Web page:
• Yeah, sometimes people say, “So did you get my invite? Are you coming?” and I’m like WTF? I didn’t see that! So annoying. I think everyone expects us to always be connected, and never miss a thing. I remember feeling like that about mobile phones and now it’s happening with social media. No-one can ever just have a break anymore!

      • Absolutely agree. People get so weirded out that occasionally I just turn my phone off and have a phone and internet free day or weekend. I don’t think it’s great to be able to be contacted 24/7. And even for someone who loves social media, I can find it really overwhelming at times.

  4. I was NEVER on the internet, just didn’t care until a friend invited me onto facebook. BOOM. Instant addict. I love it and hate it. I try to avoid my personal facebook as much as possible and just have fun on my blog page. It just gives me a head ache and I find that when I see my friends I have nothing to talk about because I already know what they’ve been up to.

  5. Oh this totally ‘only Facebook seems to leave me feeling empty, sad and inadequate if Iโ€™m in the wrong mood at the wrong time.’ I have a love/hate relationship with it as well, I find myself using it for a quick scan of my news feed and update my business page (and soon my blog page when I get my A into G) and then get off and go to twitter or pinterest where it’s easier to ignore the crap when your in one of ‘those’ moods ๐Ÿ™‚

  6. I can see what you mean about Facebook being addictive. I can see a lot of positives, however. I’ve found a lot people really helpful when I’ve posted things looking for a response (e.g. places to see in Liverpool, somewhere local that does baby passport photos etc.).I’ve also heard about quite a few local events via Facebook that I might not have known about otherwise.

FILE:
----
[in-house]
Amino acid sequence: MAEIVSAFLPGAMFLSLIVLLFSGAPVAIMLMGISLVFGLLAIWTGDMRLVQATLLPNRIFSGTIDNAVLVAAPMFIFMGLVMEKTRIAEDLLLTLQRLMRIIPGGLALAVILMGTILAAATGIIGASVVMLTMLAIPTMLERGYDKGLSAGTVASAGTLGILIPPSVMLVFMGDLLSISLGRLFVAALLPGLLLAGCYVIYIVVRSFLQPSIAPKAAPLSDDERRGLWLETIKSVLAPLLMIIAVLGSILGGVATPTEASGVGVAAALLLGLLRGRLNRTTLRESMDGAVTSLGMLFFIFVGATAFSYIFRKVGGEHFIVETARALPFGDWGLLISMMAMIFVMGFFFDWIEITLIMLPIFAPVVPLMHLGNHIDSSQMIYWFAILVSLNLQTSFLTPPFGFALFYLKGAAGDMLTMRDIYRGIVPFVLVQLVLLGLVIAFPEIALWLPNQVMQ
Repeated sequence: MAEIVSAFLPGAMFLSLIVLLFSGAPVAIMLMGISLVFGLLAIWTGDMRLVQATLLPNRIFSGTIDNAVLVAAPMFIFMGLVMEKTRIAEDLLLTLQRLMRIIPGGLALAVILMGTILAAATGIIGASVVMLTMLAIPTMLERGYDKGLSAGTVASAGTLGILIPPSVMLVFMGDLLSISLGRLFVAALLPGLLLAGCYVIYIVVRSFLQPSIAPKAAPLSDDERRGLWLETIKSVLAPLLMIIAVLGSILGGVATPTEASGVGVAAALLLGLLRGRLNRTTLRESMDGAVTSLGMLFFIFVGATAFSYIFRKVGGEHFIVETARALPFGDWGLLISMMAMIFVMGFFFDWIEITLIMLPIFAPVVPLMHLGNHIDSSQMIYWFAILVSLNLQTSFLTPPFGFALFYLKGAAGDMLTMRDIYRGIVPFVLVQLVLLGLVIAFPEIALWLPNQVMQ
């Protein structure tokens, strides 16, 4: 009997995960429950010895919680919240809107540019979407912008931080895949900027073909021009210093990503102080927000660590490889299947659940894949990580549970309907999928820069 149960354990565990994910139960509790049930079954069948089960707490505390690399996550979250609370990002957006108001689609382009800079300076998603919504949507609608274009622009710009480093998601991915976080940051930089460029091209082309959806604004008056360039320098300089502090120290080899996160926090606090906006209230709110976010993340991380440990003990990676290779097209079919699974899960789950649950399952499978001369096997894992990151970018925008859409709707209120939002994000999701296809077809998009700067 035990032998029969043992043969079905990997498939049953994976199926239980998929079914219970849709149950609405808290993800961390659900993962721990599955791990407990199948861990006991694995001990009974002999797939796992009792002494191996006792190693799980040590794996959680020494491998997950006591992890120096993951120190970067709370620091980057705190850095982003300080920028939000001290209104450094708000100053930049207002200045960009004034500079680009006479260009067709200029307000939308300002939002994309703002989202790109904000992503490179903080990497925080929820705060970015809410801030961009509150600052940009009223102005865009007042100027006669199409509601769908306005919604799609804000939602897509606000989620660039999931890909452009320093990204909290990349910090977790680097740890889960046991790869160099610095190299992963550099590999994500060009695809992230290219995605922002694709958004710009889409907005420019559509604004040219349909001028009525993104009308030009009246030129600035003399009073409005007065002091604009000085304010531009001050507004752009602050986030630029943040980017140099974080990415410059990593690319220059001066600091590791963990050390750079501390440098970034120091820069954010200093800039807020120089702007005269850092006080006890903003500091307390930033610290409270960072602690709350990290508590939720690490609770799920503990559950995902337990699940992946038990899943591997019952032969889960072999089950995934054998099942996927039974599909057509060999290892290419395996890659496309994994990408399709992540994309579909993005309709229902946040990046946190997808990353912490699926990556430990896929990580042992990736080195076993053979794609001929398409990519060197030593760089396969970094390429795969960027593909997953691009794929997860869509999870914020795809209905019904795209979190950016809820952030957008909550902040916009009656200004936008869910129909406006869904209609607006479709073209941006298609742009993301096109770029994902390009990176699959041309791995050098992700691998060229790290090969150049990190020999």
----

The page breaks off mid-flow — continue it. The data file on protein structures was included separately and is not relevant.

• I agree. Facebook has many upsides and benefits. I love the support I find from my mothers’ group’s Facebook group and I love having an easy way to stay connected. I just think that maybe I have too much of a good thing sometimes and need to take a step back! Thanks for dropping by ๐Ÿ™‚

  7. This is a well timed blog! I have been telling my fiance that I want to give up Facebook for a couple of months
    He laughed last time I said it, because I was on Facebook at the time. I’m going to give it a rest for a few weeks, I know the world won’t stop turning and I’m too old to suffer from FOMO dammit.

  8. I completely agree, in fact I could’ve written this myself the other week when I was torturing myself with pictures of people I went to school with, with their high powered jobs and riverside flats in london, while I sat here with a whinging teething toddler and no money. I was quite pleased to go to my grans for a week where she has no phone signal whatsoever. It was bliss!!

  9. Good post, actually I am in therapy for depression at the moment and last session we talked about facebook impacting my mental health. My psychologist said that one of the most common things she hears is people being negatively affected by facebook. I have previously had a 6 month break from Facebook and it felt like I came up from underwater and took a breath of fresh air. I did miss it and did eventally end up back on it. I’m trying to ban Facebook during the day, and only have a quick glance at night. I’ve got my own life to worry about, not everyone elses.